December 6, 2018

We all have a Gut-Wrenching Fear—here’s how we can Overcome It.

A post shared by Elephant Journal (@elephantjournal) on Nov 29, 2018 at 5:01am PST

I’ve been in therapy for years, and the one thing I could never wrap my head around was being okay with me.

My therapist was constantly telling me I needed to love myself before anyone else could love me.

What? Love myself?

I would give him an eye roll in my mind and think to myself, that’s never gonna work, buddy. I always thought I had to be with someone else to fully be me, so how could I possibly love just me? He always asked me to love myself, but never really showed me how. 

Fortunately, after years of soul-searching and often not liking myself very much at all, I happened upon a seminar that helped me to be “good” with me. I was asked to explore my deepest fear and ask the fear what it needs from me.

I know that sounds a bit nutty. I’m supposed to talk to fear and ask it what it needs? Huh? That seems almost crazier than the idea of loving myself. I was skeptical, but I gave it a shot.

My biggest fear is being alone. As instructed, I imagined curling up on my couch with “alone” and asking it what it needed from me. I found that I could tap into my feelings and listen internally for a message. Strange concept, I know, but in doing this I communicated with my fear—and the message I got was crystal clear.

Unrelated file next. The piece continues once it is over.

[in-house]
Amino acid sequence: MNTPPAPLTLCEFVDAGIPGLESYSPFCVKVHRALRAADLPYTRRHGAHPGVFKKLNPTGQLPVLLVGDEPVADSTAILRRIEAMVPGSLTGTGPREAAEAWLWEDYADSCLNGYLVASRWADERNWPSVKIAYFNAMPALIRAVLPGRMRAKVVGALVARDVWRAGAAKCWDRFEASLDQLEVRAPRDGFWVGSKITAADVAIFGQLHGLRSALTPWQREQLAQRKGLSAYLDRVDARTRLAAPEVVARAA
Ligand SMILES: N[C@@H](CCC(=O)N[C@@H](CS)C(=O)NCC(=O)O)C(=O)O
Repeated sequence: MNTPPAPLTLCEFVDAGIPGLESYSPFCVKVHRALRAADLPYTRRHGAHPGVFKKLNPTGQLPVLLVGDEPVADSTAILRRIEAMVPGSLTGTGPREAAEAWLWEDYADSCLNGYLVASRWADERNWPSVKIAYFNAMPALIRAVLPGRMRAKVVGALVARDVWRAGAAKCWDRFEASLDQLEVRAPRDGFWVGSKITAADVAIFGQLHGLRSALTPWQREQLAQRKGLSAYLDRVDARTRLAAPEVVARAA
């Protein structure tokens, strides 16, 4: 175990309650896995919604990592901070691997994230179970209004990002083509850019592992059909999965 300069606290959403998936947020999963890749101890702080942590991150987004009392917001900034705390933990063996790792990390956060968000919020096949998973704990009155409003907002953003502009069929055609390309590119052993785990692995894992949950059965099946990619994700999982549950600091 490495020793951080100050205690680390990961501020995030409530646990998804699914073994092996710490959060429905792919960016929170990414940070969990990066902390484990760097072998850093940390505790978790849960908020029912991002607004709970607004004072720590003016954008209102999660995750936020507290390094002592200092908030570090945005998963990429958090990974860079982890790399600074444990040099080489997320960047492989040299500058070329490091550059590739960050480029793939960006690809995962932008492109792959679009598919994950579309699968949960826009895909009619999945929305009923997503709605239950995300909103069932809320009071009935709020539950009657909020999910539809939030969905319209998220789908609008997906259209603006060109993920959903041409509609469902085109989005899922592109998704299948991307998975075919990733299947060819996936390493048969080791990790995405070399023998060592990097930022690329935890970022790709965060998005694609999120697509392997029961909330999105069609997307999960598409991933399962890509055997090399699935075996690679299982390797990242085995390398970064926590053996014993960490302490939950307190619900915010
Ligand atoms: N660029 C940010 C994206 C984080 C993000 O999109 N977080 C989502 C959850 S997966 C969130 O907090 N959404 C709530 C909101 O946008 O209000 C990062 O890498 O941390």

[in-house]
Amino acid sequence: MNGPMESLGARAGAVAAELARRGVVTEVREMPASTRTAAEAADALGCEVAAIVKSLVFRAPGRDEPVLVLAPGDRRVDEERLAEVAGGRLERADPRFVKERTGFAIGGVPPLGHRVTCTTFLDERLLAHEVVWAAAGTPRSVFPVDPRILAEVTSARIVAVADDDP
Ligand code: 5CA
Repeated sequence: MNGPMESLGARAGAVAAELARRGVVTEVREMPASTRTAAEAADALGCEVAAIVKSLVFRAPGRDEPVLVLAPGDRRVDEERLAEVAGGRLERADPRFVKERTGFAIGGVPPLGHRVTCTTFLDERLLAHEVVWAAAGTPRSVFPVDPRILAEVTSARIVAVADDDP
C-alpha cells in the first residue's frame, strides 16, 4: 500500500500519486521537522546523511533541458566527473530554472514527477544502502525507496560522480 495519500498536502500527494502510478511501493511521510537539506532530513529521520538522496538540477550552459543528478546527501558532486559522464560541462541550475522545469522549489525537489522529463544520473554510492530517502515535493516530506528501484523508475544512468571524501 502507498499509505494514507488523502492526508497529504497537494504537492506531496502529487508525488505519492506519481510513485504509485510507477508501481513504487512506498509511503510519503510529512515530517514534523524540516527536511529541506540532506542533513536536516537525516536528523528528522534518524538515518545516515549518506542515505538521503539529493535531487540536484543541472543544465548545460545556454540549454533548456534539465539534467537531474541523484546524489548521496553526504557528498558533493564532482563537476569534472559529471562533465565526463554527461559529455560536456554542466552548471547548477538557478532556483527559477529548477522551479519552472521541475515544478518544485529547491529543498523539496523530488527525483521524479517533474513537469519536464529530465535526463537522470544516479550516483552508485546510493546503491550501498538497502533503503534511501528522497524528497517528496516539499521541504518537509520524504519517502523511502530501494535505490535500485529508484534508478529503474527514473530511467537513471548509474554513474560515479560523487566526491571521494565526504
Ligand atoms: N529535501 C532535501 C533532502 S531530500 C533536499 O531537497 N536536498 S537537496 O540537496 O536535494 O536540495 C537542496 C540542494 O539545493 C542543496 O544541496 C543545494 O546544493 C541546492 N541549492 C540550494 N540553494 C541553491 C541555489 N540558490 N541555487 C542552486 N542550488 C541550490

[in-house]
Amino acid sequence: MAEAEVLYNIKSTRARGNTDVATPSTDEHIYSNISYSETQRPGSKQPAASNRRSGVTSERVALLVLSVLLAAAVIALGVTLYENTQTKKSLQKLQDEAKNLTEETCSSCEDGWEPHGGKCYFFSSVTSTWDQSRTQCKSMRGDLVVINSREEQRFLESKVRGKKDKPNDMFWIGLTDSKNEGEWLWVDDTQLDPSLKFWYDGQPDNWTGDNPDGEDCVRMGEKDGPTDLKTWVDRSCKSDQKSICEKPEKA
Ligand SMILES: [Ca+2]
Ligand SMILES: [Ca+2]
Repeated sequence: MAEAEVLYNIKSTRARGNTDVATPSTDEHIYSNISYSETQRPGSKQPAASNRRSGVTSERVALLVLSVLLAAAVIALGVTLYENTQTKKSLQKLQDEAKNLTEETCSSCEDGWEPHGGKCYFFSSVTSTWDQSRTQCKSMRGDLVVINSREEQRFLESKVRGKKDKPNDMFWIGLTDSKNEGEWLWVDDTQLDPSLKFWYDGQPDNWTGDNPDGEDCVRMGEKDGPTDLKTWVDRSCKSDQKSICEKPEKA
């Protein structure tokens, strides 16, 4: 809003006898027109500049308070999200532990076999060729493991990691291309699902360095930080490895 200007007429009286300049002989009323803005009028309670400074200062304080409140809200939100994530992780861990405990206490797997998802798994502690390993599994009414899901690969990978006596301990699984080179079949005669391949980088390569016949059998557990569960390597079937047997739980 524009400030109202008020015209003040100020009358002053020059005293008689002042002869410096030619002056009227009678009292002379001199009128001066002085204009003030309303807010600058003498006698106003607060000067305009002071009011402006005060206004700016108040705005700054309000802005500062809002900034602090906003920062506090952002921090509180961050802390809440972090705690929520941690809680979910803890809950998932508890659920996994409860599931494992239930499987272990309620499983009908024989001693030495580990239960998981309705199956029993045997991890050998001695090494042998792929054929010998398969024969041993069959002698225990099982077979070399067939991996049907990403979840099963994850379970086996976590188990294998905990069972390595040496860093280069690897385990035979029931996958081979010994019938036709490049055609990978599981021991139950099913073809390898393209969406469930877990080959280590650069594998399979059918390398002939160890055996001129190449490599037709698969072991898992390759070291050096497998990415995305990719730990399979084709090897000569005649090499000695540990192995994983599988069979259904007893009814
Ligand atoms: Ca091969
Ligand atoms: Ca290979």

The answer from “alone” was simply “me.” All “alone” needed from me was myself. Instead of feeling like I don’t have the tools I need to manage “alone,” I now realize I had them within me all along. 

Now “alone” is no longer scary, and I’m actually learning to like and acquire love for myself. I’m perfectly okay with me, and it’s a wonderful feeling. 

Rather than looking for a person, place, or thing to make me feel whole and lovable, I simply look to myself. By doing this, I realize I’m not half bad, and sometimes I feel pretty awesome about me. I have days when I struggle and forget this, of course. But I can take a moment and sit with my pain, fear, or anxiety and ask it what it needs. Incredibly, the answers seem to present themselves with ease.

As a psychotherapist, I use this technique with my clients and help them tap into the answers that are right there with them. Rather than pushing feelings away, I ask clients to ask those feelings to pull up a chair.

The next time you struggle with fear, I challenge you to ask it to dinner.

The answers will come. 

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